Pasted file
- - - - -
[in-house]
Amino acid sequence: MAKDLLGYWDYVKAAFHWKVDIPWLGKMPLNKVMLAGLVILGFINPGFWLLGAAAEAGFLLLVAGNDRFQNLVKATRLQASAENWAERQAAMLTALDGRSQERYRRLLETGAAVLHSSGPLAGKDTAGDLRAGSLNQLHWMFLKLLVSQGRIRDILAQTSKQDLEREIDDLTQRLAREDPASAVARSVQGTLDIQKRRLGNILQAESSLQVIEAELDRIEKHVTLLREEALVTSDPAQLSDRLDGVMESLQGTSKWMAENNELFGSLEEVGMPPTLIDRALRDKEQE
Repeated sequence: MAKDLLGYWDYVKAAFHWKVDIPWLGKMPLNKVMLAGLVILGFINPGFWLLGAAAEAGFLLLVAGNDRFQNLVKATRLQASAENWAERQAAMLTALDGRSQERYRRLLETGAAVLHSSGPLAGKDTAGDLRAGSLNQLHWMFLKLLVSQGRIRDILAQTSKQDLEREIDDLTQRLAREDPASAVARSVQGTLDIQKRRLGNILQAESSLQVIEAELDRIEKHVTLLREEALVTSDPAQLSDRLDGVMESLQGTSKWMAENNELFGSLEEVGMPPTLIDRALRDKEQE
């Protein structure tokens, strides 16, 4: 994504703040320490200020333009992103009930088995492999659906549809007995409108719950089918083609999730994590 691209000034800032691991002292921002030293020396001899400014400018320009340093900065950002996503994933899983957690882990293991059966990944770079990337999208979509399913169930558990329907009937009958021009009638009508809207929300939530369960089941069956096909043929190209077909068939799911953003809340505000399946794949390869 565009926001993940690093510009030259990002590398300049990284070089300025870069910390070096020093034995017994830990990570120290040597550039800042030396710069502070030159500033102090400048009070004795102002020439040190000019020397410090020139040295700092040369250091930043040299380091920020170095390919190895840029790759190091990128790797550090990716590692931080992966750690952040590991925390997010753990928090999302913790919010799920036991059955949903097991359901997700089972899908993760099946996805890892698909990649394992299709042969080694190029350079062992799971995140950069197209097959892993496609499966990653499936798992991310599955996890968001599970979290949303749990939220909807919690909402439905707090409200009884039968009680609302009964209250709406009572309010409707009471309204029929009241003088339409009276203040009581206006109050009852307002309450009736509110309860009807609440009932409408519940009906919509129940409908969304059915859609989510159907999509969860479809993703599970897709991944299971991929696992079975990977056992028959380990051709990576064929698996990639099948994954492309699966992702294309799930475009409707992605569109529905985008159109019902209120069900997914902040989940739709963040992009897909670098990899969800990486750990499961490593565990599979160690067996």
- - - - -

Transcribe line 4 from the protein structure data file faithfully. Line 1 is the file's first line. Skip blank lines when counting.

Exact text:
């Protein structure tokens, strides 16, 4: 994504703040320490200020333009992103009930088995492999659906549809007995409108719950089918083609999730994590 691209000034800032691991002292921002030293020396001899400014400018320009340093900065950002996503994933899983957690882990293991059966990944770079990337999208979509399913169930558990329907009937009958021009009638009508809207929300939530369960089941069956096909043929190209077909068939799911953003809340505000399946794949390869 565009926001993940690093510009030259990002590398300049990284070089300025870069910390070096020093034995017994830990990570120290040597550039800042030396710069502070030159500033102090400048009070004795102002020439040190000019020397410090020139040295700092040369250091930043040299380091920020170095390919190895840029790759190091990128790797550090990716590692931080992966750690952040590991925390997010753990928090999302913790919010799920036991059955949903097991359901997700089972899908993760099946996805890892698909990649394992299709042969080694190029350079062992799971995140950069197209097959892993496609499966990653499936798992991310599955996890968001599970979290949303749990939220909807919690909402439905707090409200009884039968009680609302009964209250709406009572309010409707009471309204029929009241003088339409009276203040009581206006109050009852307002309450009736509110309860009807609440009932409408519940009906919509129940409908969304059915859609989510159907999509969860479809993703599970897709991944299971991929696992079975990977056992028959380990051709990576064929698996990639099948994954492309699966992702294309799930475009409707992605569109529905985008159109019902209120069900997914902040989940739709963040992009897909670098990899969800990486750990499961490593565990599979160690067996």